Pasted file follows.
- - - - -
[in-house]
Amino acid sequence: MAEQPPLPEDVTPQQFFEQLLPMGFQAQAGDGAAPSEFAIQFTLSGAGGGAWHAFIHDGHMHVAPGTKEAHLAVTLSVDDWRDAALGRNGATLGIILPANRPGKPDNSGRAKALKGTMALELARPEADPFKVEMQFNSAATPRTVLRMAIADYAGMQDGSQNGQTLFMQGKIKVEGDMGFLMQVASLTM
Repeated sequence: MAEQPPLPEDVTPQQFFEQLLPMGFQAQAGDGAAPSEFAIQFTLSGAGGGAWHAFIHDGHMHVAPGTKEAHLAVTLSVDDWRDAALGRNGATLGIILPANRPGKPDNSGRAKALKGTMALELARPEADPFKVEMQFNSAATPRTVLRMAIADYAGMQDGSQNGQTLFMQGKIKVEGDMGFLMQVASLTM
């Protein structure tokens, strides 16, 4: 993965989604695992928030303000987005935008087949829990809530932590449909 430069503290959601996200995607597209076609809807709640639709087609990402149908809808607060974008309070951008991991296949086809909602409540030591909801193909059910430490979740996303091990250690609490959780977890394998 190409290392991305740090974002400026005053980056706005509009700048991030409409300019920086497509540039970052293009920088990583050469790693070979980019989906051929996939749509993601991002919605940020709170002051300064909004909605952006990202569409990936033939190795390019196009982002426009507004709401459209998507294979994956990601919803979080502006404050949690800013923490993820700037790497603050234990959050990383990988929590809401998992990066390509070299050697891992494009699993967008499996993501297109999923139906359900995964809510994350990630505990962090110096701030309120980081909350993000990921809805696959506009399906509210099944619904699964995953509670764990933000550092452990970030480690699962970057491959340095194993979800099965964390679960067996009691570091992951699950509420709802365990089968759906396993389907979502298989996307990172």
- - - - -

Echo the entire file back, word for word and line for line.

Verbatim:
[in-house]
Amino acid sequence: MAEQPPLPEDVTPQQFFEQLLPMGFQAQAGDGAAPSEFAIQFTLSGAGGGAWHAFIHDGHMHVAPGTKEAHLAVTLSVDDWRDAALGRNGATLGIILPANRPGKPDNSGRAKALKGTMALELARPEADPFKVEMQFNSAATPRTVLRMAIADYAGMQDGSQNGQTLFMQGKIKVEGDMGFLMQVASLTM
Repeated sequence: MAEQPPLPEDVTPQQFFEQLLPMGFQAQAGDGAAPSEFAIQFTLSGAGGGAWHAFIHDGHMHVAPGTKEAHLAVTLSVDDWRDAALGRNGATLGIILPANRPGKPDNSGRAKALKGTMALELARPEADPFKVEMQFNSAATPRTVLRMAIADYAGMQDGSQNGQTLFMQGKIKVEGDMGFLMQVASLTM
């Protein structure tokens, strides 16, 4: 993965989604695992928030303000987005935008087949829990809530932590449909 430069503290959601996200995607597209076609809807709640639709087609990402149908809808607060974008309070951008991991296949086809909602409540030591909801193909059910430490979740996303091990250690609490959780977890394998 190409290392991305740090974002400026005053980056706005509009700048991030409409300019920086497509540039970052293009920088990583050469790693070979980019989906051929996939749509993601991002919605940020709170002051300064909004909605952006990202569409990936033939190795390019196009982002426009507004709401459209998507294979994956990601919803979080502006404050949690800013923490993820700037790497603050234990959050990383990988929590809401998992990066390509070299050697891992494009699993967008499996993501297109999923139906359900995964809510994350990630505990962090110096701030309120980081909350993000990921809805696959506009399906509210099944619904699964995953509670764990933000550092452990970030480690699962970057491959340095194993979800099965964390679960067996009691570091992951699950509420709802365990089968759906396993389907979502298989996307990172």